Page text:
Is election stress causing added strain in your relationships?
The American Psychological Association (APA) recently published their annual report about stress in America. This year, the report focused specifically on stress associated with our remarkable current presidential election.
Facing one of the most adversarial contests in recent history and daily coverage of the presidential election that dominates every form of mass media, 52 percent of American adults report that the 2016 election is a very or somewhat significant source of stress. The survey was conducted online among adults 18+ living in the U.S. by Harris Poll on behalf of the American Psychological Association.
The report found that most people (including those from all age groups, political party affiliations, and most ethnic groups) are quite stressed by the tenor and level of discourse of the current political election process. Those who are actively engaged with social media reported higher levels of election related stress as well. Reviewing some of the details of the report found that Republicans reported more stress than Democrats and elderly adults, adults with disabilities, and Latinos reported especially high levels of election related stress.
The APA report suggested several thoughtful ways to minimize election related stress that are worth repeating here. These include:
- If the 24-hour news cycle of claims and counterclaims from the candidates is causing you stress, limit your media consumption. Read just enough to stay informed. Turn off the newsfeed or take a digital break. Take some time for yourself, go for a walk, or spend time with friends and family doing things that you enjoy.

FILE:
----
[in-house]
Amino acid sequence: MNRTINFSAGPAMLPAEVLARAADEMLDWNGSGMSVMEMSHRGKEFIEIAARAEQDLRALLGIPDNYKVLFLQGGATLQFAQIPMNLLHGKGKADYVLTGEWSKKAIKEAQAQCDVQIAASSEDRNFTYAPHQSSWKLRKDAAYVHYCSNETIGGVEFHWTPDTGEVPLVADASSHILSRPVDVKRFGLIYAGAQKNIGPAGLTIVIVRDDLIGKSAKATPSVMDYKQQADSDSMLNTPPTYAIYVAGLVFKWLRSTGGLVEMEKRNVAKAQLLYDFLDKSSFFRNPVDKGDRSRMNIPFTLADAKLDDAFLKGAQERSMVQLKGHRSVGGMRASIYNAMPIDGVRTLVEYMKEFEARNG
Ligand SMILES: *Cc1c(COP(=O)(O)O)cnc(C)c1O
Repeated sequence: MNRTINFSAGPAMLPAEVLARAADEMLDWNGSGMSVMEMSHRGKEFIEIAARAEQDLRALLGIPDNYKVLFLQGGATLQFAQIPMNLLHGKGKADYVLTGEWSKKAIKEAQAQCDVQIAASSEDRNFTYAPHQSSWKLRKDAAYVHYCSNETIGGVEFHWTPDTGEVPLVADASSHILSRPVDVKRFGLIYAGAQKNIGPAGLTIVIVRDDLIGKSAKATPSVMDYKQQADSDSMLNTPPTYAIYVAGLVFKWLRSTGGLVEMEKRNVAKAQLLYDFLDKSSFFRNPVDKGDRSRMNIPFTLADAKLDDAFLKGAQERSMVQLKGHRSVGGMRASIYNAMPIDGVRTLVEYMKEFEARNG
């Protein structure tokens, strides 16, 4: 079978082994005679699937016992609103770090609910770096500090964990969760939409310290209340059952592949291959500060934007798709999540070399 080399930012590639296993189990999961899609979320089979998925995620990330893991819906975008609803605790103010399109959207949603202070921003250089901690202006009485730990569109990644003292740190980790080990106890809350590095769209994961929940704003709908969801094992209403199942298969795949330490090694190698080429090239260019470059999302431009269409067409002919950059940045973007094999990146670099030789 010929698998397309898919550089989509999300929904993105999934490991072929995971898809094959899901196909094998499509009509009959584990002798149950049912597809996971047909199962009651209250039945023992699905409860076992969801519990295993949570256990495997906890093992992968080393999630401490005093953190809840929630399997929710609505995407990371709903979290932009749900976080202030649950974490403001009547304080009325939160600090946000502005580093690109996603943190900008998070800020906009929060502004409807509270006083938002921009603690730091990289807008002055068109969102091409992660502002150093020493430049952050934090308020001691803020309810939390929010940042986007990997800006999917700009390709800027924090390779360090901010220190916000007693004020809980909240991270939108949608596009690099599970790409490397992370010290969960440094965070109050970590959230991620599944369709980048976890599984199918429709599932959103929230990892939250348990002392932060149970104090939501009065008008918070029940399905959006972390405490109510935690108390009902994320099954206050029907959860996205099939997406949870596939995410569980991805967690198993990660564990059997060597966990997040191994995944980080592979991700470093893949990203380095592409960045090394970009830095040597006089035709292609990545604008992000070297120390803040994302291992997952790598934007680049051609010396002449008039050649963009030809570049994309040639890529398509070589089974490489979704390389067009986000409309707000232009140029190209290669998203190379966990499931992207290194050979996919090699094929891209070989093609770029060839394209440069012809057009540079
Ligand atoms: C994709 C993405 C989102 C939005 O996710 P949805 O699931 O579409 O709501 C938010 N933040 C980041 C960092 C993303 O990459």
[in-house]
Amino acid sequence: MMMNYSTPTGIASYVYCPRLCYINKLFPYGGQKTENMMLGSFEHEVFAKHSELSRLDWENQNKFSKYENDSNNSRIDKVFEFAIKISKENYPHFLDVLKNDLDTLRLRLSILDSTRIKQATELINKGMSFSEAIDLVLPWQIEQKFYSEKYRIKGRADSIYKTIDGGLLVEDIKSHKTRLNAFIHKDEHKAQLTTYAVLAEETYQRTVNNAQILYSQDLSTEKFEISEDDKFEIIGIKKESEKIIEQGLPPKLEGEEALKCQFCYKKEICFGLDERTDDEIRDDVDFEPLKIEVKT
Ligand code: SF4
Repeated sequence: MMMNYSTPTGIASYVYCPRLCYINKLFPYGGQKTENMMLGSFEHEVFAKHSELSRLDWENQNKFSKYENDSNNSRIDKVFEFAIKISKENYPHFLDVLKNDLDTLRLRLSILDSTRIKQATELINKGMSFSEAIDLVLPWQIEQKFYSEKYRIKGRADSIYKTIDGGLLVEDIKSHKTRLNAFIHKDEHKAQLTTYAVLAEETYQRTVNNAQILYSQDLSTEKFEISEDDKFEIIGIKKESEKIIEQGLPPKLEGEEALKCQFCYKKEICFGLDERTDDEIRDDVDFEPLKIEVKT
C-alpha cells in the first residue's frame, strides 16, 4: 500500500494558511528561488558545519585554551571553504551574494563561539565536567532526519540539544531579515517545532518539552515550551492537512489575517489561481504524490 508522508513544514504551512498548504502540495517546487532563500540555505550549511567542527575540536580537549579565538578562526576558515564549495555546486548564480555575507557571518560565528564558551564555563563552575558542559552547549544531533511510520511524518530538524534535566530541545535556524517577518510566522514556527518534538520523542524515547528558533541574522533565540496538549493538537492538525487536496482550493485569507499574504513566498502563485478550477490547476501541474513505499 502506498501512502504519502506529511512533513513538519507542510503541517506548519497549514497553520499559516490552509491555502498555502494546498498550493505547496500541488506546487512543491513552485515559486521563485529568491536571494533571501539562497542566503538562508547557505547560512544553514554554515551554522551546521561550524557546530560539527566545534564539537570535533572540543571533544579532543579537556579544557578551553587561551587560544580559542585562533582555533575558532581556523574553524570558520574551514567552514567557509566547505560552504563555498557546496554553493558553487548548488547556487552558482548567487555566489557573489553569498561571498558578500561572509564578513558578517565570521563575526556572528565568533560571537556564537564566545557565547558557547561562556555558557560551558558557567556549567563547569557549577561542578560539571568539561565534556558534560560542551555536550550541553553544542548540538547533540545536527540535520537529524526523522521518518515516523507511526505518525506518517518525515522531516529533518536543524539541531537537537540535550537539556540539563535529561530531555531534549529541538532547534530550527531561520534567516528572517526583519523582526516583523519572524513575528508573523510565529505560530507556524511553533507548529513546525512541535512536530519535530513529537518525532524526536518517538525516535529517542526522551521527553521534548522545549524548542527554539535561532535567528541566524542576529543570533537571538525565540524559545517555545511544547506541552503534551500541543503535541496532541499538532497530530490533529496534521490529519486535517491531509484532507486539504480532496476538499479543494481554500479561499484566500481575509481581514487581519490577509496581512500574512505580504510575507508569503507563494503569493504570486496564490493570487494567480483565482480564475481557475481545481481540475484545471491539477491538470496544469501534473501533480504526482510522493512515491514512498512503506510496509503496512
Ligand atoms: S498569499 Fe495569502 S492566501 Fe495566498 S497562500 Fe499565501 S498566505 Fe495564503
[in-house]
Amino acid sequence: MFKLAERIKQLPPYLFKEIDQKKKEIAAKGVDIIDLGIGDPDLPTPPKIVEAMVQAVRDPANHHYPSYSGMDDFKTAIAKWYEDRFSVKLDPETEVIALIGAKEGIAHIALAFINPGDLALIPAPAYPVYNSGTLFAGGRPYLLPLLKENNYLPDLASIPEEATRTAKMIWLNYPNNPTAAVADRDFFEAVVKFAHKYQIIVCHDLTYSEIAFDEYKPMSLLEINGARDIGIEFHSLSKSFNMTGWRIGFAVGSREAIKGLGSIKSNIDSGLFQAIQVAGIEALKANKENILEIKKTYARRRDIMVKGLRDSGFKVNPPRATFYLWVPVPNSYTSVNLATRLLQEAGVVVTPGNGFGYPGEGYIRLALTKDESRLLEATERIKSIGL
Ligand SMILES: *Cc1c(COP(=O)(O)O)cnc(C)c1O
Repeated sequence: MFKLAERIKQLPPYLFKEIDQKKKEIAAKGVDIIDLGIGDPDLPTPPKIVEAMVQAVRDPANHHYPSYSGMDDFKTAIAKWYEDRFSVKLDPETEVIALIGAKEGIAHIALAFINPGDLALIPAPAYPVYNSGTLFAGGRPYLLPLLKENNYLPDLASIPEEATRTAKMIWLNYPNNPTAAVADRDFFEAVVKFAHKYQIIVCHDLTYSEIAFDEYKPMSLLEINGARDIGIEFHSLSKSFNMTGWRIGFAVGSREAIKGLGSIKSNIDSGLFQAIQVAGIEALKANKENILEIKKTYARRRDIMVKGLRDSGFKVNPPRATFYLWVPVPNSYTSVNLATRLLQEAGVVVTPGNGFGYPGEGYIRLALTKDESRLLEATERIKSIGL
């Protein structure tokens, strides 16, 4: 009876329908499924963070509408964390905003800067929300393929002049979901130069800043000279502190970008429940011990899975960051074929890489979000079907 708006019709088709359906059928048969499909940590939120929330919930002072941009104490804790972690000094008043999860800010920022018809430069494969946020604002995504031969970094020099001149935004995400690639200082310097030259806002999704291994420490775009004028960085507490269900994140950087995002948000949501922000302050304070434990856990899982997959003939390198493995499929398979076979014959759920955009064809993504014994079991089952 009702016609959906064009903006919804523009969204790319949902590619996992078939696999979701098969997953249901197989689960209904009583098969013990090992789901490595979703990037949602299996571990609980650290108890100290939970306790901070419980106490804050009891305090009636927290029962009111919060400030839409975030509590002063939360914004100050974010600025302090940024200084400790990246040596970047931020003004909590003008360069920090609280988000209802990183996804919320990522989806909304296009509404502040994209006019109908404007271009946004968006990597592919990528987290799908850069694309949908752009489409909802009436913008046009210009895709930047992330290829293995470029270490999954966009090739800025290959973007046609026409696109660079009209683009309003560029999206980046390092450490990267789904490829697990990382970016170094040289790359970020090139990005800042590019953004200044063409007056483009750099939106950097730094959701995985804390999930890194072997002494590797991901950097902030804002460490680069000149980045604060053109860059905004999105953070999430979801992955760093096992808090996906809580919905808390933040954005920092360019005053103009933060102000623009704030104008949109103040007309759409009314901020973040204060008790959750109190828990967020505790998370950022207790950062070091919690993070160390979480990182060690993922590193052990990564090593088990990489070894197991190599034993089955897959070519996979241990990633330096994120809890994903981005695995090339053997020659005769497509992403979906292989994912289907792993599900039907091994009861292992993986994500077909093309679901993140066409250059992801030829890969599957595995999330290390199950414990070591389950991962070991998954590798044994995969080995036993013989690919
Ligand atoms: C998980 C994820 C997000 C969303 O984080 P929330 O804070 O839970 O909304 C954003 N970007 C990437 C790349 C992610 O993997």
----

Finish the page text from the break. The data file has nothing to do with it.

- Avoid getting into discussions about the election if you think they have the potential to escalate to conflict. Be cognizant of the frequency with which you’re discussing the election with friends, family members or coworkers.
- Stress and anxiety about what might happen is not productive. Channel your concerns to make a positive difference on issues you care about. Consider volunteering in your community, advocating for an issue you support or joining a local group. Remember that in addition to the presidential election, there are state and local elections taking place in many parts of the country, providing more opportunities for civic involvement.
- Whatever happens on Nov. 8, life will go on. Our political system and the three branches of government mean that we can expect a significant degree of stability immediately after a major transition of government. Avoid catastrophizing, and maintain a balanced perspective.
- Vote. In a democracy, a citizen’s voice does matter. By voting, you will hopefully feel you are taking a proactive step and participating in what for many has been a stressful election cycle. Find balanced information to learn about all the candidates and issues on your ballot (not just the presidential race), make informed decisions and wear your “I voted” sticker with pride.
Certainly, the current political process and, most especially, the presidential election contest is remarkable for the level of offensive discourse. It has been a nasty, brutal, and stressful affair for sure.
If you’d like to discuss your stress level or how to better manage election-related stress, please feel free to contact us.